Jacques Monory, Dreamtiger n°4, 1972
Jacques Monory, Dreamtiger n°4, 1972, huile sur toile, 195 x 200 cm

Dream tiger n°4

The idea of a painting “in CinemaScope” is spread out in the large electric-blue paintings by Jacques Monory. This aesthetic is confirmed with power in Dream Tiger n°4, the composition of which borrows both the widened form of a cinema screen and a contact sheet, with its succession of images. “All my works are ends of film rolls of film noirs that are more or less dipped in a monochrome blue and, for a time, in an elementary Technicolor”. The tigers share the poster with gangsters, haunting Monory’s works. Here, the power of the animal and its potential ferocity appear as if activated by the confined universe that constrains it. The smooth, cold, images staged by the artist make incomparable universes collide… the muted violence of the big cat in a cage crashes into the immaculate vastness of the ice floe for example.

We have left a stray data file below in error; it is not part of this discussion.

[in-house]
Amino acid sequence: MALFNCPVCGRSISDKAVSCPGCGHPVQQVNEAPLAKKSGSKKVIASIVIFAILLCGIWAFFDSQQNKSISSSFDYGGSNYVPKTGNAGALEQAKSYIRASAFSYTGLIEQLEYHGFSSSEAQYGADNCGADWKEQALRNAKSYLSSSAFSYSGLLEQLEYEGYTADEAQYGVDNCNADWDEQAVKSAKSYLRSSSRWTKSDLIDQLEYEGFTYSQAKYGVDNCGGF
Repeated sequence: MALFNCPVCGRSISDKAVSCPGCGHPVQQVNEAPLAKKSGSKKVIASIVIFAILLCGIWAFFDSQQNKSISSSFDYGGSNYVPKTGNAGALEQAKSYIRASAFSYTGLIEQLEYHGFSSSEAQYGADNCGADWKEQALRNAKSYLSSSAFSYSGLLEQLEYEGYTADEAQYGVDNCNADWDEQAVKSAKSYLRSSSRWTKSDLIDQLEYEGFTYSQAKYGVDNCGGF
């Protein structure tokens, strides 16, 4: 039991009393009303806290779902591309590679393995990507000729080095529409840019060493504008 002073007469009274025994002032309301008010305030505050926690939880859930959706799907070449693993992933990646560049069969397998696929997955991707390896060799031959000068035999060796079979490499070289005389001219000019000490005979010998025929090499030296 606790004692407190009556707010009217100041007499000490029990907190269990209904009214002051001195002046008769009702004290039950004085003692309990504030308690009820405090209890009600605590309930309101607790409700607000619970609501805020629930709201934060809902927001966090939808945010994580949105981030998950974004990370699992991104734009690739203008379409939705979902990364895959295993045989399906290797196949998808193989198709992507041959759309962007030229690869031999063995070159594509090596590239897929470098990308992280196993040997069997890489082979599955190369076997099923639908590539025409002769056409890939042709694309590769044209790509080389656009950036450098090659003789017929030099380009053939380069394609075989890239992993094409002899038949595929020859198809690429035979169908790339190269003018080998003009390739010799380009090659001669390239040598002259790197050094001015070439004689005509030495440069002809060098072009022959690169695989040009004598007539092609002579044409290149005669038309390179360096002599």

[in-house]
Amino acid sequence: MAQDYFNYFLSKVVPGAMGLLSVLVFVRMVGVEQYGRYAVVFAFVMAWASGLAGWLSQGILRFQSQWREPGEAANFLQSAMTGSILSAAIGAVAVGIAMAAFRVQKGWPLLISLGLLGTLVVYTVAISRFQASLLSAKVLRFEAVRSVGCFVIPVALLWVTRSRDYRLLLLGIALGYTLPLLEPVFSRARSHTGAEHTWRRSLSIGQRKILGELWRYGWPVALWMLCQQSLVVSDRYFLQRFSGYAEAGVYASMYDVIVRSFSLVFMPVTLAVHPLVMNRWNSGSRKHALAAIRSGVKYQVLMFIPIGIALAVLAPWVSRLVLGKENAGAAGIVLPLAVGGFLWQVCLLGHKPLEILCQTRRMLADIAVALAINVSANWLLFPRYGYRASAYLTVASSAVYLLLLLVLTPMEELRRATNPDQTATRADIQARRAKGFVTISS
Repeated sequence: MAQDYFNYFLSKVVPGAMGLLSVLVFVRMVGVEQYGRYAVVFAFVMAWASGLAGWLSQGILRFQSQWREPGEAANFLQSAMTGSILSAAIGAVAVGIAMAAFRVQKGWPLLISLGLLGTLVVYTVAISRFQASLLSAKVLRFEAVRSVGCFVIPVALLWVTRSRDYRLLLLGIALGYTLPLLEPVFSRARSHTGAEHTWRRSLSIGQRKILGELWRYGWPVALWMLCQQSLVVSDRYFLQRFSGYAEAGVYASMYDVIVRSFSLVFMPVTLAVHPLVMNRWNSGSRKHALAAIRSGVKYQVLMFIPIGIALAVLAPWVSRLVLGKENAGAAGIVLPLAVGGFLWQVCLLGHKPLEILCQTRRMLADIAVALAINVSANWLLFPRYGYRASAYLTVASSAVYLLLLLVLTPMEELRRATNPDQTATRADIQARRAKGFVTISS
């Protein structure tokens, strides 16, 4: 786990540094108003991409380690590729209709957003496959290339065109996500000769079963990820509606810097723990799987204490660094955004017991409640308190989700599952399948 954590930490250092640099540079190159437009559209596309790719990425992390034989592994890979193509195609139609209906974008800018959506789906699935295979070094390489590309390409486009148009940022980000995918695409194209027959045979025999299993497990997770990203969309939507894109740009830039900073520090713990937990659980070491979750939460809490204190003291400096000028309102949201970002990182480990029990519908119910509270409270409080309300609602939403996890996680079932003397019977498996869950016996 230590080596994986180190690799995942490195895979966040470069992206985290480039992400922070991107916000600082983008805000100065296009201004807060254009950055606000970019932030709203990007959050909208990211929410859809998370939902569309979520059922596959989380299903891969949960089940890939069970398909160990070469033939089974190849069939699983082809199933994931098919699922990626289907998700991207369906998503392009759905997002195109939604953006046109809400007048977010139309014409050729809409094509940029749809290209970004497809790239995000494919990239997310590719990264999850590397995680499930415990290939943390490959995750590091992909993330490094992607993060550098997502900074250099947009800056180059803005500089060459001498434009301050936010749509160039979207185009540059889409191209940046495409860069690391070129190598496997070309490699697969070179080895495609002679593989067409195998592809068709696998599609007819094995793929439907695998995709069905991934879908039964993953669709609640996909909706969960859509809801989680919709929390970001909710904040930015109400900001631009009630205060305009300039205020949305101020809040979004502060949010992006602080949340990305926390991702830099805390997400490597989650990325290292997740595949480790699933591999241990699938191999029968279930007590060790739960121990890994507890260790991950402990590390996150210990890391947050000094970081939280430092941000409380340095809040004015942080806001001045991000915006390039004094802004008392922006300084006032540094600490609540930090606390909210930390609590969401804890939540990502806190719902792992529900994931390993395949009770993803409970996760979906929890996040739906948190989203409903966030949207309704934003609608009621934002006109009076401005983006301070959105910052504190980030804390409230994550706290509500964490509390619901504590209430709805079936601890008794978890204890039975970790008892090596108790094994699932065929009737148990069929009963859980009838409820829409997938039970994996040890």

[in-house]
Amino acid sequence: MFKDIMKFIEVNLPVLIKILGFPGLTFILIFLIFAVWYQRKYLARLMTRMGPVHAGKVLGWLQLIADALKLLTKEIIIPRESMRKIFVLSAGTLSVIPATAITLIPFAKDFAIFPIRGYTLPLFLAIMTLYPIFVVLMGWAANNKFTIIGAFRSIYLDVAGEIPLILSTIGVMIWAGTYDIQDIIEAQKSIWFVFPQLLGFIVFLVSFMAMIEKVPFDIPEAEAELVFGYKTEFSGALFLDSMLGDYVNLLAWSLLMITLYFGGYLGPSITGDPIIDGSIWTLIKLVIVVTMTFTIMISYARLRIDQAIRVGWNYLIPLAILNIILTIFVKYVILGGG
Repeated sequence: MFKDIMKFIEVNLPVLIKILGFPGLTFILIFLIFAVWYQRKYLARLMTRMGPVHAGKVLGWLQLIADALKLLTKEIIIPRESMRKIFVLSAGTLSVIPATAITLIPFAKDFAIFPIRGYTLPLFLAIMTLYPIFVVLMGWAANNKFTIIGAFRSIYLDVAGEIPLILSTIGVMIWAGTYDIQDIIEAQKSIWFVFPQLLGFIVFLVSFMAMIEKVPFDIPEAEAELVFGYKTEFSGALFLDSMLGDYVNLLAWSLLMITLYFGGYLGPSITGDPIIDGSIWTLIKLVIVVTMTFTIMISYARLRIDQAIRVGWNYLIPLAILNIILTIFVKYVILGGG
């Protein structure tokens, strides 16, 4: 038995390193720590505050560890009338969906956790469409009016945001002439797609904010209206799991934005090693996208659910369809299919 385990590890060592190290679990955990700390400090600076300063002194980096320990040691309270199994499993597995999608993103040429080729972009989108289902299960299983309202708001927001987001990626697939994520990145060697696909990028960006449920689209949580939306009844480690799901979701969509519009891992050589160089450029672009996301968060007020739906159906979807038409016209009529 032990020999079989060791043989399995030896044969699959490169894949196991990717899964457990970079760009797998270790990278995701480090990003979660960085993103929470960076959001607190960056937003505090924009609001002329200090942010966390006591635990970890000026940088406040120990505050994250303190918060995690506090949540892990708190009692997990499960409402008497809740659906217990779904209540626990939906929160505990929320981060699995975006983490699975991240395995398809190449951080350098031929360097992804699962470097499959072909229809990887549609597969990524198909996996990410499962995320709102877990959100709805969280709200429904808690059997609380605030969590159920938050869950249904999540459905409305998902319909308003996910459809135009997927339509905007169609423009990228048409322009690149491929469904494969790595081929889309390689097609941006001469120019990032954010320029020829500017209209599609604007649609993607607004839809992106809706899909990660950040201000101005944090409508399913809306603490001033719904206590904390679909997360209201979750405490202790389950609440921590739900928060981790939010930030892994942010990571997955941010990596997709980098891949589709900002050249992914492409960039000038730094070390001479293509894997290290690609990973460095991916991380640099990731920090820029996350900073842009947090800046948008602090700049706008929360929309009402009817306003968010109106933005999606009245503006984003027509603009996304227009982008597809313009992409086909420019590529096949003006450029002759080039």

Jacques Monory (1924-2018)

After training as a painter-decorator at the Paris School of the Arts, he worked for the art publisher Robert Delpire, where he discovered photography. In the 1960s, he became one of the pioneers of the narrative figuration movement, which was characterised by returning to figuration, as a reaction to abstract art, and far from American Pop Art. He was passionate about film, and also drew on the art of comic strips and photography to feed his painting.
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